Welcome to our blog, the Human Righter. We shed light on contemporary human rights issues and comment on human rights developments. We dig deep into our focus areas within human rights, discuss SDGs and human rights. You will also find book reviews and analyses of new laws.
This blog post was written by Amanda Oliveira, Intern at the Raoul Wallenberg Institute’s HQ.
The International Day for the Elimination of Racial Discrimination is celebrated every March 21 as a call to the international community to strengthen efforts to eliminate all forms of racial discrimination and racism. UN General Assembly carefully selected this day to honor the Johannesburg massacre victims. On March 21, 1960, the so-called ‘Sharpeville Massacre’ took place in Johannesburg city, South Africa. Twenty thousand people gathered to oppose the Apartheid pass laws that day. The pass laws, also known as the natives’ laws, severely confined blacks in South Africa to designated areas, obliging them to carry a sort of passport on which it was written where they could go. Despite the nonviolent nature of the protest, the police opened fire on the crowd, killing 69 people and wounding 189 more. Since then, several countries abolished racist laws, and a worldwide framework to combat racism has been established under the guidance of the International Convention on the Elimination of Racial Discrimination adopted in 1965.
Every year, the International Day for the Elimination of Racial Discrimination has a specific theme. In 2023, the focus is on the urgency of fighting racism and racial discrimination considering the 75th anniversary of the Universal Declaration of Human Rights. Although the Declaration enshrines a sense of equal humanity beyond individual differences, the truth is that people of a particular racial group remain historically deprived of enjoying the rights inherent to them as human beings. This deprivation is the legacy of a past of colonization, slavery, and the slave trade, whose marks are still deeply rooted today and affect individuals for reasons of race, color, national or ethnic origin. Therefore, on this day, to promote equality and combat racism, racial discrimination, xenophobia, and related intolerance, States are invited to take specific and robust actions, in law and practice, as one of the 75 initiatives conveyed by the High United Nations Commissioner for Human Rights.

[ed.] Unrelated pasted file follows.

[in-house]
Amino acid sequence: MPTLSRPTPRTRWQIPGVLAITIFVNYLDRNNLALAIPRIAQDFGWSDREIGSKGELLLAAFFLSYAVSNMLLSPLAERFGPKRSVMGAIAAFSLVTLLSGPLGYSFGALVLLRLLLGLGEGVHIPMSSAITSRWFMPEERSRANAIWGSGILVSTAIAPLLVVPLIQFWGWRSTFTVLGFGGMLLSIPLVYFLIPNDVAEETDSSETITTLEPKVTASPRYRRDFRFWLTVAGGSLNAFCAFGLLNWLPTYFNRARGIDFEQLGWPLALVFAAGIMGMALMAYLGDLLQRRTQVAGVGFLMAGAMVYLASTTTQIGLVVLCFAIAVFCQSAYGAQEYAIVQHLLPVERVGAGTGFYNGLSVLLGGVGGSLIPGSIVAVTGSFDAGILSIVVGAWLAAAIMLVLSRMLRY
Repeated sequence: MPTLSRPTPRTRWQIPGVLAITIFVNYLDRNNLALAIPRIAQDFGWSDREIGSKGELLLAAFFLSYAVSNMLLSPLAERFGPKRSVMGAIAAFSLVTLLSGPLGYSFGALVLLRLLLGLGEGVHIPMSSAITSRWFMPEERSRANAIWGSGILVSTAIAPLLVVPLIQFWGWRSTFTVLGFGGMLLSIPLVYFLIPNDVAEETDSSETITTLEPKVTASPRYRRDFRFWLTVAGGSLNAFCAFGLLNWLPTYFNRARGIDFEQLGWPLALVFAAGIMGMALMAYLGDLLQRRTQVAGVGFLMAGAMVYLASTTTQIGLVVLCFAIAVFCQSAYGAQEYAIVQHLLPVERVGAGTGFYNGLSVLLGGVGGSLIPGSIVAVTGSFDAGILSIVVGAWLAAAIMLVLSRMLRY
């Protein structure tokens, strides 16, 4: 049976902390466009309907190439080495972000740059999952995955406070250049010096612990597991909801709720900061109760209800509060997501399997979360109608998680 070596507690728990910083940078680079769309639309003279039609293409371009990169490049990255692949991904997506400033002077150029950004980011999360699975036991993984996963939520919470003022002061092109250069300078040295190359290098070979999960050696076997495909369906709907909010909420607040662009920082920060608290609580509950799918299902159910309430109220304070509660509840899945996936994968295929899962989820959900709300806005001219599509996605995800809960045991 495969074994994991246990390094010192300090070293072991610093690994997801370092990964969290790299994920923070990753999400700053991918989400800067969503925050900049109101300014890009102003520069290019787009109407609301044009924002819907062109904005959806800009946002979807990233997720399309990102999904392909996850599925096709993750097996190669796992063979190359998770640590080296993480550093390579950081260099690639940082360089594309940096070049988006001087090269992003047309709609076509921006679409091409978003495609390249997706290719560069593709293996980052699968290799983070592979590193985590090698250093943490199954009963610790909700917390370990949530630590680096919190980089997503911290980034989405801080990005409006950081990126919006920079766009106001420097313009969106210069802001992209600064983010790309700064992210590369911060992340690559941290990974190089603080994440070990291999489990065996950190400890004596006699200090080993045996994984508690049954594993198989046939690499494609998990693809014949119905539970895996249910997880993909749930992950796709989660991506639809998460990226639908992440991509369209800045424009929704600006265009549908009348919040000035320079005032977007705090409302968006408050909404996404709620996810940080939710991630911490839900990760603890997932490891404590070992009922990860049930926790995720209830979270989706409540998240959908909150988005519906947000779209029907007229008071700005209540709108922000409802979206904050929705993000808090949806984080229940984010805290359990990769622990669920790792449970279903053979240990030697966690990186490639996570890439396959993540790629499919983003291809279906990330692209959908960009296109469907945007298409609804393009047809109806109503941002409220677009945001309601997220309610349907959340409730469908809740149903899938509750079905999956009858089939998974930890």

What is racism and racial discrimination?
Professor and current Minister of Human Rights in Brazil, Dr. Silvio Almeida, describes in his book that racism is a systematic form of discrimination that is based on race and manifests itself through conscious or unconscious practices that culminate in disadvantages or privileges for individuals, depending on the racial group to which they belong.  He goes on to define racial discrimination as the practice of giving members of racially recognized groups differential treatment. Hence, racial discrimination and power are closely linked since it is through laws, public policies, and leadership positions that a group attributes advantages and disadvantages to another group based on the race to which they belong.
In this sense, racial discrimination can be direct or indirect. In direct discrimination, there is an ostensive repudiation of a group of individuals, such as the express prohibition of black people from going to public swimming pools, as happened in the United States during segregation times.  Indirect discrimination occurs when apparent neutral rule or action puts people of a particular racial and ethnic background at a disadvantage. In other words, indirect discrimination does not have an explicit intention but a veiled one. For instance, we can cite the case of Griggs v. Duke Power, judged by the United States Supreme Court, which gave rise to the indirect discrimination concept. In this case, a factory required a high school diploma and minimum aptitude test score for all applicants wanting a job or transfer within the company. On the surface, these requirements seemed neutral when applied to all applicants. However, this norm produced segregation in practice: only white people met both requirements, while black people were excluded from any opportunity.